Finally, CPS Commission’s concern about “ensuring that the care being provided is religiously neutral” seems to hint at undisclosed findings in the CPS review on how mental health programming at CPS is conducted. As a secular institution, any perceived religious indoctrination of CPS staff, particularly during periods of vulnerability in trauma care, would be a serious concern for the public. How can we be sure that psychological and other supports for CPS members are religiously neutral? Can this be measured by counting the number of Christian chaplains on staff against support staff for other belief systems? This was brought up in 2020 by then-Councillor George Chahal in a City Council meeting with CPS (starts at 4:24:50).
Where Are You Now? Stacey Ferland edition
Since resigning from CPS, Ferland was hired by Edgewood Health Network as Clinical Manager for Clinical Programming across Western Canada. Edgewood runs the publicly funded, privately run Red Deer Therapeutic Community recently covered by CBC Calgary’s Judy Aldous in a one-on-one with Danielle Smith’s chief of staff, Marshall Smith.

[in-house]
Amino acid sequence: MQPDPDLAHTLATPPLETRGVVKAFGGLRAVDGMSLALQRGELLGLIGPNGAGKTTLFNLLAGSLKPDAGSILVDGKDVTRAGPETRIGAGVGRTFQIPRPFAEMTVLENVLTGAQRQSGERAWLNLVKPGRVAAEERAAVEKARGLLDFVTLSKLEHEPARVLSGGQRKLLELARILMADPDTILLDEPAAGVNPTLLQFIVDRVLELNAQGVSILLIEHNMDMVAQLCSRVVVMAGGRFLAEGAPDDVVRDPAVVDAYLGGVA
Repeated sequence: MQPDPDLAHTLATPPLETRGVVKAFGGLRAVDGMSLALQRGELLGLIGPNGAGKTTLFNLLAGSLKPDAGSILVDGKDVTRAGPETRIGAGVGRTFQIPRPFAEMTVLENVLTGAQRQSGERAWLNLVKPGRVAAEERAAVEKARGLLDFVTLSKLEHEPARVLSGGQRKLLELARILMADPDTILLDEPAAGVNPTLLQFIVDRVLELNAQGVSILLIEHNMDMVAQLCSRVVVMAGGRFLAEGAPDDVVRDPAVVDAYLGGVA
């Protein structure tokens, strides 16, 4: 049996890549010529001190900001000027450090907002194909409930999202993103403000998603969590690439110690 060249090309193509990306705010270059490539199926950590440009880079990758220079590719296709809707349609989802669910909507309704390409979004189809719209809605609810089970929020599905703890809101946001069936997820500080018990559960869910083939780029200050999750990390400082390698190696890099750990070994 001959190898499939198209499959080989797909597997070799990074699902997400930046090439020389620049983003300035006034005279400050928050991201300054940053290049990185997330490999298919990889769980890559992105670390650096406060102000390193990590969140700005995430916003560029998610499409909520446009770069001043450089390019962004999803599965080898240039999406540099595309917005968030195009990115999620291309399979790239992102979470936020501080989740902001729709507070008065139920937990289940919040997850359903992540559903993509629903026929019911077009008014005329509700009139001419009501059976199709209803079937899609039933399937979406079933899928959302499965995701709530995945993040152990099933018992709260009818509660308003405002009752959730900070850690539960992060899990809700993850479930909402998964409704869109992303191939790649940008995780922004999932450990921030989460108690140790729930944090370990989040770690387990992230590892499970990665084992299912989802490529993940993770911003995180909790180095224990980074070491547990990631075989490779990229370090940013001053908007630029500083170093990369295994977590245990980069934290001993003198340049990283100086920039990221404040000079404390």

I’ve discussed connections between provincial substance use care and policing in the province, such as forced abstinence through expanded police powers. I’ve also discussed the ways Christianity is baked into Alberta’s residential substance use care. Ferland’s seamless transition from CPS to Edgewood leaves me wondering: Did Ferland compete for this high-ranking position at Edgewood Health Network following her resignation from CPS?
We’ll never know the direct impacts of mishandled CPS trauma care on police officers or people hurt by them, but we can demand transparency in the Commission reviews.